EFFECT OF WAX TREATMENT ON THE QUALITY AND POSTHARVEST PHYSIOLOGY OF PINEAPPLE FRUITS
Changes in the quality and postharvest physiology and the effect of wax application on harvested pineapple fruits were examined. Pineapple fruits were treated with fruit wax 2952 (Sta-Fresh, FMC) of different concentrations. Coating was effective in decreasing titratable acidity, loss of weight and respiration rate, delaying the color change of pineapple peel and pulp, and extending the storage life. A higher wax concentration showed more effectiveness on the color change delay, but the greater barrier to gas exchange made the pineapples develop more ethanol and there was more rapid cell breakdown. The significant effect of waxing on reducing titratable acidity led to a higher TSS/TA ratio. The activities of some enzymes related to the respiration were also studied. Pyruvate kinase (PK) and alcohol dehydrogenase (ADH) activities were reduced by waxing in the first few days compared to the control, but increased obviously at the end of storage. The activity of glucose-6-phosphate dehydrogenase (G6PD) in waxed fruits was close to the control. Pentose phosphate pathway (PPP) seemed to account for a larger part of the respiration in the waxed fruits comparing the G6PD activity and overall respiration rate.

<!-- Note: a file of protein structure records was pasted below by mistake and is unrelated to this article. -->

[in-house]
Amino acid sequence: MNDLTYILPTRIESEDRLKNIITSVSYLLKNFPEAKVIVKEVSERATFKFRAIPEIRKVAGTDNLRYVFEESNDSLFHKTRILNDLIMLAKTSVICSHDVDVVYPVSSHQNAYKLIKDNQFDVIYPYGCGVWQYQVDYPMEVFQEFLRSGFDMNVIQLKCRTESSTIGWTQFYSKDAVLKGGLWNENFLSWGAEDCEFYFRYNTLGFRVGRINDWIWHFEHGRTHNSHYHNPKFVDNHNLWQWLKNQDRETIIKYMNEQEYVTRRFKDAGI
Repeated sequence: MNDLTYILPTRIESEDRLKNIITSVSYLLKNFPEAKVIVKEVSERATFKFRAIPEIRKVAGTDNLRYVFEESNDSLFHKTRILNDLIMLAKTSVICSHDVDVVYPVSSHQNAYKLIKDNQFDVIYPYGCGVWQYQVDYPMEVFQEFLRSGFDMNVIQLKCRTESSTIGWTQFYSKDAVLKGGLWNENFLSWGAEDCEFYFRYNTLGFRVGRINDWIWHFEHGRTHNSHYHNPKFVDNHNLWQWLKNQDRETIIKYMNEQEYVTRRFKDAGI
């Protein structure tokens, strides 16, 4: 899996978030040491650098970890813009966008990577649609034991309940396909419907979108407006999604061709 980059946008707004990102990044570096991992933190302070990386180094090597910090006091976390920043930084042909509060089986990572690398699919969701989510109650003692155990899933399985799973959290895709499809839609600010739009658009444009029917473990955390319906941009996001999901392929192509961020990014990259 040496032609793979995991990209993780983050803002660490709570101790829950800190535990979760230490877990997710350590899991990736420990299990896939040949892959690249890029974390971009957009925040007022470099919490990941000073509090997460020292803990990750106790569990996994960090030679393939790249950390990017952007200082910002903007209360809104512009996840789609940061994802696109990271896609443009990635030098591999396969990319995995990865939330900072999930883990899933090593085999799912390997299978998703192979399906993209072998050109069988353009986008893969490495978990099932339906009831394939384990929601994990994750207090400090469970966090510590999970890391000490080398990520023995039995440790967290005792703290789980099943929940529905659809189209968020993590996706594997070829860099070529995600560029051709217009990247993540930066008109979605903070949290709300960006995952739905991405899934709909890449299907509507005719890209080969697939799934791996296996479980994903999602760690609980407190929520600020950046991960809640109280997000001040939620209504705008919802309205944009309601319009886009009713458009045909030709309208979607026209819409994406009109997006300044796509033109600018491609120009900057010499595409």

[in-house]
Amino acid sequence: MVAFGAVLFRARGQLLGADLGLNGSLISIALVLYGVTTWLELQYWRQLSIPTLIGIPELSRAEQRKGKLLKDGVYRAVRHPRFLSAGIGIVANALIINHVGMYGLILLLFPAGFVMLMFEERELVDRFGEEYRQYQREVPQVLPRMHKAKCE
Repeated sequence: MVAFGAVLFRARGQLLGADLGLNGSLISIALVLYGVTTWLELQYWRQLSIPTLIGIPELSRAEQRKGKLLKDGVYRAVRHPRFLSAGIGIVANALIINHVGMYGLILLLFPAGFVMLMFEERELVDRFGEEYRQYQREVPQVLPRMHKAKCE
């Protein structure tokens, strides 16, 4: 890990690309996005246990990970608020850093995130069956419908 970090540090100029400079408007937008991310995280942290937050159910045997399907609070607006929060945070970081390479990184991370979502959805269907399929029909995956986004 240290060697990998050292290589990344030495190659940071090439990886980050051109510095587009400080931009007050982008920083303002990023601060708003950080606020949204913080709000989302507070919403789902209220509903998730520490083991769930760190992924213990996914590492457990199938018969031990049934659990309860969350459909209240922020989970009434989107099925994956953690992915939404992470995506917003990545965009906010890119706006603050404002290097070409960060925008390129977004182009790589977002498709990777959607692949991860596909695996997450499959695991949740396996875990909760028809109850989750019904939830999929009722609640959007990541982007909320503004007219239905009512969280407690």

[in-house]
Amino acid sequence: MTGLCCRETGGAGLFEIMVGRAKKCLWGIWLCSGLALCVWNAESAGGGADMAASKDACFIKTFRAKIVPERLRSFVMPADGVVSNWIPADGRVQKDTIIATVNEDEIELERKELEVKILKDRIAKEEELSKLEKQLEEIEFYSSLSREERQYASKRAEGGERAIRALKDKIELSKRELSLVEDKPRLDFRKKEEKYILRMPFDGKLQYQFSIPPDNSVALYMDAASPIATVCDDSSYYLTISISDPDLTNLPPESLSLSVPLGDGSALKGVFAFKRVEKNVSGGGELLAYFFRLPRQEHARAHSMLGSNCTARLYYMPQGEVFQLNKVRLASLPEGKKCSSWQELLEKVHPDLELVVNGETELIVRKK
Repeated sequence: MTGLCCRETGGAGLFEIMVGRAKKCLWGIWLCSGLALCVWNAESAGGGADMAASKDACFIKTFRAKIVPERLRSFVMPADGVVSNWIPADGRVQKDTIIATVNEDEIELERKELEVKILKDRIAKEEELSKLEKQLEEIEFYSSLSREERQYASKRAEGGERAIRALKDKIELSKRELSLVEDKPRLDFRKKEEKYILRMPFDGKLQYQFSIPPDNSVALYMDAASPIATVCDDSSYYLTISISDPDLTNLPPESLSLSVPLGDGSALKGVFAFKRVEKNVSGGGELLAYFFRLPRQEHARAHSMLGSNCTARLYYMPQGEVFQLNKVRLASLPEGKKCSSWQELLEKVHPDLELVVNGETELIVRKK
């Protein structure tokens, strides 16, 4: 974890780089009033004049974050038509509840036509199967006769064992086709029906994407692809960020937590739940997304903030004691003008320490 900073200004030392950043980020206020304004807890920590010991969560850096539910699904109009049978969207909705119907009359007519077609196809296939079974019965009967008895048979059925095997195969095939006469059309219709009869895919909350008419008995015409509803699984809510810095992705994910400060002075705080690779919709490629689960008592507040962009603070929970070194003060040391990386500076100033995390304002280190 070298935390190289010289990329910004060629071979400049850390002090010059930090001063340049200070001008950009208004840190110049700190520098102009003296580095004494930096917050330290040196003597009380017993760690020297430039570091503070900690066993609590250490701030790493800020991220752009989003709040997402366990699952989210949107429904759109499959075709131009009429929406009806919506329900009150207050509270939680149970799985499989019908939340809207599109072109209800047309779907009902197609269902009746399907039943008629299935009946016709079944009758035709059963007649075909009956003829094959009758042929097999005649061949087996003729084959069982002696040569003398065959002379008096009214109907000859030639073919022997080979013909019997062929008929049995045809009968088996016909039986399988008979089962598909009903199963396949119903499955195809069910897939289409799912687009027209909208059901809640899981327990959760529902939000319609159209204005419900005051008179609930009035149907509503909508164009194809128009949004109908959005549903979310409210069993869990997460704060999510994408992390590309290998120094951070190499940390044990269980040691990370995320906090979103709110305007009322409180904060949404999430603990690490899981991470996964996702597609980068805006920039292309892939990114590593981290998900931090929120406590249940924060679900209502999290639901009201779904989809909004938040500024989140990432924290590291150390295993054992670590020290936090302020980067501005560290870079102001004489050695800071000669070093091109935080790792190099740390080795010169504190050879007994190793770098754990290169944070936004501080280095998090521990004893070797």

Lin, X., Li, X. and Chen, W. (2013). EFFECT OF WAX TREATMENT ON THE QUALITY AND POSTHARVEST PHYSIOLOGY OF PINEAPPLE FRUITS. Acta Hortic. 975, 519-526
coating, pineapple, postharvest physiology, quality, respiratory enzyme